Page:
WAT’S UP – Adam Sawatsky

Life done differently

Before we discovered an alternative to Google, we spotted a big orange cat. The cat caught our attention because it was taking up a parking spot at Fisherman’s Wharf. There was something compelling about how confidently it sprawled its orange fur against the dark pavement. Unfortunately the people walking by, who we hoped would talk about the cat on camera, weren’t so fearless.

So we decided to do something different in our search for a TV story. We left the camera in the truck and went for a walk along the docks between the float homes. That’s when we met somebody who does things differently daily.

Pauline Beauvais told us she had found an alternative to saving children and searching the internet.

She says she stops kids from drowning by filling the outside of her float home with a large and eclectic collection of sculptures, including a human-sized nutcracker. “When they come barrelling around the corner without any life jackets on, they get to this and all of sudden they stop.” Instead of careening into the ocean, the kids are spellbound.

But Pauline is paying a price for life-saving and dynamic decorating. “You really can’t be a hoarder when you live on a float home,” she says “because the more you put on, the more it goes down.” That’s why she has no TV, no mobile phone and no computer.

Instead of searching for information online, she found an easel and white board. Pauline just writes a question in erasable ink and posts it on the dock next to her home.

She says her questions have ranged from foreign languages to municipal bylaws. She says there is always enough people walking along the docks that she’ll always get an answer within a couple hours.

Pauline also returns the favour. While internet search engines capitalize on your personal information by selling it to advertisers, Pauline rewards the people who answer her questions with personal stories about her neighbours. She guarantees they will be funny, if not always true. “My motto is, ‘if you don’t hear a rumour in an hour – start one.’”

We don’t have the same luxury telling such stories on the news, so we ask if we can record her on camera. She agrees. When we return to the truck, the cat who parked itself like a car is gone. But we thank it, like we thank Pauline, for showing us the potential of doing things differently.

Adam Sawatsky is co-host of CTV News Vancouver Island at Five. On weekends, he hosts ‘Eye on the Arts’ on CFAX 1070.

 

Get local stories you won't find anywhere else right to your inbox.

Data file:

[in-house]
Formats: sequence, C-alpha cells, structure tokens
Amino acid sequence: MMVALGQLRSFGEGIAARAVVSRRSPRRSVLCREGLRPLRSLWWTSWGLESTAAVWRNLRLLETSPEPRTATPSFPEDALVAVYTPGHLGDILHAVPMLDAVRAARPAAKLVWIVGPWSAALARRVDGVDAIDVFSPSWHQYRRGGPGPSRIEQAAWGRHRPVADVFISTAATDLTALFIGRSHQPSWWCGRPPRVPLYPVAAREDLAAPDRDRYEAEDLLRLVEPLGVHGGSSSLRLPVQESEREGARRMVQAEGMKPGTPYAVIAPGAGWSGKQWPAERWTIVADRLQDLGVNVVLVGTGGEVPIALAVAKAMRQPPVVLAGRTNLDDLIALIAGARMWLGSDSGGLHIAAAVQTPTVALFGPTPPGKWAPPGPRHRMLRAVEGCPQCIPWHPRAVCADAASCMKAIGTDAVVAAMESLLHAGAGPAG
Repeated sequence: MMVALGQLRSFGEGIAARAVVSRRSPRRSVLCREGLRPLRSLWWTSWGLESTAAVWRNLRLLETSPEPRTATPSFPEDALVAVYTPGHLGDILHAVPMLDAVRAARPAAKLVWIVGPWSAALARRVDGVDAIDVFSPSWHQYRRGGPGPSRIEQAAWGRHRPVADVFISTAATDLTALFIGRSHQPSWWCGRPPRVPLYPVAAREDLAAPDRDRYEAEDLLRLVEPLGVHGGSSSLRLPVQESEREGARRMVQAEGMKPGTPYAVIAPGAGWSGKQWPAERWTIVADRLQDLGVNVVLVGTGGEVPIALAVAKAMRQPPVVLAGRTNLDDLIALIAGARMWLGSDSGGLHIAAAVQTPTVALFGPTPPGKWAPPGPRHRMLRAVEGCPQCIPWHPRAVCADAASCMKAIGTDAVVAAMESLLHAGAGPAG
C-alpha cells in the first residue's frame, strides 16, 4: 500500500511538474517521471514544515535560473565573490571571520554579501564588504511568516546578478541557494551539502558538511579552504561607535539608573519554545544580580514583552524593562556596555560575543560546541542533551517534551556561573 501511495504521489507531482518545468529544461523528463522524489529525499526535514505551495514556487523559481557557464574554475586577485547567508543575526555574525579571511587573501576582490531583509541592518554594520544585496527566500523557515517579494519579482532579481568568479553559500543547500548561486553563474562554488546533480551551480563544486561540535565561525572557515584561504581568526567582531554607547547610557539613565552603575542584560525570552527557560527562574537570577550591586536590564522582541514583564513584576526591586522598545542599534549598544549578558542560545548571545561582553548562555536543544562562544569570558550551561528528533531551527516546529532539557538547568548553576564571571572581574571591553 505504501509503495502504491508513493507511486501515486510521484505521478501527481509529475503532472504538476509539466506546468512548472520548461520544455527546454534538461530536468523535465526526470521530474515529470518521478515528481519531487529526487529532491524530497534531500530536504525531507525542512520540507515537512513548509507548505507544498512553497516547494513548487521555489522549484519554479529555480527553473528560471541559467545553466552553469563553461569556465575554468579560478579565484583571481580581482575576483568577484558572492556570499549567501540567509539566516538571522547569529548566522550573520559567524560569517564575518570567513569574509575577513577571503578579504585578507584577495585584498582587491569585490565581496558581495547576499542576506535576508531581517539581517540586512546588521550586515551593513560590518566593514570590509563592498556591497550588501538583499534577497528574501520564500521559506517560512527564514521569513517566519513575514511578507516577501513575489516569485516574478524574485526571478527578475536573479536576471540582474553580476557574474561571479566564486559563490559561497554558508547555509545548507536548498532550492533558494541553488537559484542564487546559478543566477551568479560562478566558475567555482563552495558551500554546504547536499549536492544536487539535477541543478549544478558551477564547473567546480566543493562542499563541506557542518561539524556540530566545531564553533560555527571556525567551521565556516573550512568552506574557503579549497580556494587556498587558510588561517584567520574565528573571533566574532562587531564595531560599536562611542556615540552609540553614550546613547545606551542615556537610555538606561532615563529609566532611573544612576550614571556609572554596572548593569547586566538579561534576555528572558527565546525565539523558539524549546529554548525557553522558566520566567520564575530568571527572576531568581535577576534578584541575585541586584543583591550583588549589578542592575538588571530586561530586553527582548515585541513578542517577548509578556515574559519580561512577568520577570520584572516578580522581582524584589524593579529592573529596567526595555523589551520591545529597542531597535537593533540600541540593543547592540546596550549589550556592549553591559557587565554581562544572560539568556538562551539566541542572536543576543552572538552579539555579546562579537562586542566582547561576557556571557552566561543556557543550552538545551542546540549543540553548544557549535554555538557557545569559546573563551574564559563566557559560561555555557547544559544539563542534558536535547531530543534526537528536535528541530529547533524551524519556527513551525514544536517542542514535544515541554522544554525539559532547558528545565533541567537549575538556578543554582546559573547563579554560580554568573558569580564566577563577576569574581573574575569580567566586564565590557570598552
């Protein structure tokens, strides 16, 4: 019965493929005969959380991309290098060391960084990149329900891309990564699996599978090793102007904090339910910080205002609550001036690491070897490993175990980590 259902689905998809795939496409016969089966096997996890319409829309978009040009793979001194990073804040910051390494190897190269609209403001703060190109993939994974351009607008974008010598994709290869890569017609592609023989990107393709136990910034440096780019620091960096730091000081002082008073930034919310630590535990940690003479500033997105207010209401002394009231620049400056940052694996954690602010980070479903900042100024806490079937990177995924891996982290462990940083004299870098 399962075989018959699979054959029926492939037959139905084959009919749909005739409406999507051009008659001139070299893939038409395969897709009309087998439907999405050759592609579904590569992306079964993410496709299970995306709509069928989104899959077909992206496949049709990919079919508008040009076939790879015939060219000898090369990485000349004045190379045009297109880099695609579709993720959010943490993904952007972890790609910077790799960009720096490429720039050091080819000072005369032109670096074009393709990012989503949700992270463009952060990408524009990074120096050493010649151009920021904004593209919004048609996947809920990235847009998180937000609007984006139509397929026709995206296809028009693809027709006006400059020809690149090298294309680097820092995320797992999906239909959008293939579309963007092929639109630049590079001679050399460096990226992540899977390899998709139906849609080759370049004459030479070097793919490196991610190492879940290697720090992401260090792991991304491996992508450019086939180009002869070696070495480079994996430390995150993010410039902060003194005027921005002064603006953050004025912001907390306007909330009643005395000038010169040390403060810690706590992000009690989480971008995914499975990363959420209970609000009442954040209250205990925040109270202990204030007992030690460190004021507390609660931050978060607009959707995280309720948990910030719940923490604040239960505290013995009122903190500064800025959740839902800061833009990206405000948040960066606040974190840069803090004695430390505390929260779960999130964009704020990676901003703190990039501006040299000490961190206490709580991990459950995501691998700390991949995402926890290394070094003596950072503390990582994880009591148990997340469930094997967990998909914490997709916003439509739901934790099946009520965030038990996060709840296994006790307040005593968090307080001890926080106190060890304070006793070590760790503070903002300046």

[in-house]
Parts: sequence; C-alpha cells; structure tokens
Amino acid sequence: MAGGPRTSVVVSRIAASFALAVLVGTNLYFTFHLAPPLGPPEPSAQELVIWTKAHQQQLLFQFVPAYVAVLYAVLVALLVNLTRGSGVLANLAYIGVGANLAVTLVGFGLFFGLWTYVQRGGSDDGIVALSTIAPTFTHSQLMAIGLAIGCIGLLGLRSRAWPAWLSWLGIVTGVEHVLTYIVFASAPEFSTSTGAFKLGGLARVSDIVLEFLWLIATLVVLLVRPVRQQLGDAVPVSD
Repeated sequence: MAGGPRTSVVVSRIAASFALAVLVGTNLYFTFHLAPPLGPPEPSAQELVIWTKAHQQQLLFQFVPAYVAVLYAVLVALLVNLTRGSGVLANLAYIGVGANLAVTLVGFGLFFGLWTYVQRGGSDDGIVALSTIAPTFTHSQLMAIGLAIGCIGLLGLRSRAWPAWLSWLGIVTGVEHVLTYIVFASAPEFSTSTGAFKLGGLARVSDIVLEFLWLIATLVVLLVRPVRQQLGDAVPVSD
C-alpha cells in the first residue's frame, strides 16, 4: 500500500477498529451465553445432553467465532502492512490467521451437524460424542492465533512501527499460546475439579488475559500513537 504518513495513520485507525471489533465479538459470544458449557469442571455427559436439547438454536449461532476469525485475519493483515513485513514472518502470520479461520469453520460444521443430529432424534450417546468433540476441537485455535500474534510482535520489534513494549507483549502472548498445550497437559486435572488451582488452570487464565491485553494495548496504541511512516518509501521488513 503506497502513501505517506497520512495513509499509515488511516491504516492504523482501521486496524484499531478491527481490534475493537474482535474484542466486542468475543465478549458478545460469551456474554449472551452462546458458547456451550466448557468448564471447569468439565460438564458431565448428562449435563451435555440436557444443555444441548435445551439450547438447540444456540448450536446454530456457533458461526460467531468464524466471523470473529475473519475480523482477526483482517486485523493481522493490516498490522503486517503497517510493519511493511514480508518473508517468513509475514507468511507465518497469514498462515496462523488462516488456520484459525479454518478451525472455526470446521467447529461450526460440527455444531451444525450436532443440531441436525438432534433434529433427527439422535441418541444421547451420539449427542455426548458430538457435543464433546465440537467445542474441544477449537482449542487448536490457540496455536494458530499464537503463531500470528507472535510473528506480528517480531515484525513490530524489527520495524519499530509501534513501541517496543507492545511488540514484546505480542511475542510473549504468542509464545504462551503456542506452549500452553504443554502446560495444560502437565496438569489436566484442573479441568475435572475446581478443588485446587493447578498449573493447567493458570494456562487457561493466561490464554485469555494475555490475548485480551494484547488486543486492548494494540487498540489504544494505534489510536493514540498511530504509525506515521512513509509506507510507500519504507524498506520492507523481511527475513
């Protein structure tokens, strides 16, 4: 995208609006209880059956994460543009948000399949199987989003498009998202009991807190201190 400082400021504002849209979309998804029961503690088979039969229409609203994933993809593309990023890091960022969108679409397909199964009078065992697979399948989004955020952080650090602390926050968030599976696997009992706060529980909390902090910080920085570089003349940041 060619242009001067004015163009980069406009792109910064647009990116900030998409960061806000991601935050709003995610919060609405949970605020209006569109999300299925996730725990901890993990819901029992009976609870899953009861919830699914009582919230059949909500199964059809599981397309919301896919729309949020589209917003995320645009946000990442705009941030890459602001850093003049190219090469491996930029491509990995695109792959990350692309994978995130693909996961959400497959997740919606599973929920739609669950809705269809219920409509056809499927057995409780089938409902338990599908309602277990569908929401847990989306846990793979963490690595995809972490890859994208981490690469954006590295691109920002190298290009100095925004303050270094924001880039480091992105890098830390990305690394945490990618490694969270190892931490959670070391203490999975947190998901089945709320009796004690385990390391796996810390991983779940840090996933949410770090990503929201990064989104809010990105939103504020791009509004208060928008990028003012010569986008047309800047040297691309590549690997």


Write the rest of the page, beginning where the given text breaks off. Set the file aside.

Sign up here

Just Posted

Chelsey Moore’s character Chloe in the upcoming virtual reality game Altdeus: Beyond Chronos. Screengrab
Vancouver Island actress finds success in a virtual world

Black Creek’s Chelsey Moore lends her voice to a new video game set for release in December

Ceramic artist Darrel Hancock working on a clay jug in his home studio in Qualicum Beach. (Submitted photo)
Qualicum Beach potter Darrel Hancock celebrates 40 years in business

‘It’s wonderful to do what you love and make a living at it’

Artist Daniel Cline discusses his sculpture, Harmony Humpbacks, during the June 20 walking tour of Oak Bay’s 2019 ArtsAlive sculptures. Harmony Humpbacks was purchased by Oak Bay as the 2019 people’s choice winner and is permanently installed at the Beach Drive entrance to Willows Park. (Kevin Murdoch Photo)
Influx of donated art a ‘fantastic problem to have,’ says Oak Bay mayor

Oak Bay goes from zero to 10 permanent art pieces since 2015

Dover Bay Secondary School student Victoria Hathfield’s poem <em>Dear Santa</em> appears in<em> Chicken Soup for the Soul: Christmas is in the Air</em>. (Photo courtesy Darren Lee)
Nanaimo high schooler has first poem published in ‘Chicken Soup for the Soul’

Victoria Hathfield’s ‘Dear Santa’ appears in new Christmas-themed edition of anthology series

Nanaimo graphic designer Amy Pye has written and illustrated her first children’s book, <em>G is for Grizzly Bear: A Canadian Alphabet</em>. (Photo courtesy Amy Pye)
Nanaimo graphic designer releases first children’s book

Amy Pye teaches the Canadian alphabet in ‘G is for Grizzly Bear’

The Vancouver Island Symphony’s Back Row Brass Quintet – including trumpeter Mark D’Angelo, tuba player Nick Atkinson and French horn player Karen Hough (from left) – were scheduled to tour the Nanaimo area with Christmas Under the Big Tent, but the concert series has now been cancelled. (Photo courtesy HA Photography)
Symphony brass quintet’s Christmas concert series cancelled

Performances were to happen at venues in Parksville and Lantzville next month

The Sheringham Point Lighthouse, near Shirley. (Contributed - Lee-Ann Ruttan)
New book shines a light on Sheringham Point Lighthouse

Publication examines history, lightkeepers, and volunteer society

Victoria-based guitarist Eric Harper performs at the Port Theatre on Nov. 27. (Photo credit Tatum Duryba)
Classical guitarist to play at the Port Theatre

Eric Harper to play new songs composed during the pandemic

A sample of some of Lou-ann Neel’s jewelry.
Lou-ann Neel wins the Fulmer Award in First Nations Art

Originally from Alert Bay, Neel’s family is steeped in renowned Kwakwaka’wakw artists

I-Hos Gallery manager Ramona Johnson shows some of the paddles available at the retail outlet. Photo by Terry Farrell
I-Hos Gallery celebrates 25 years of promoting First Nation artwork

K’ómoks First Nation-based outlet has art from all over the country

Most Read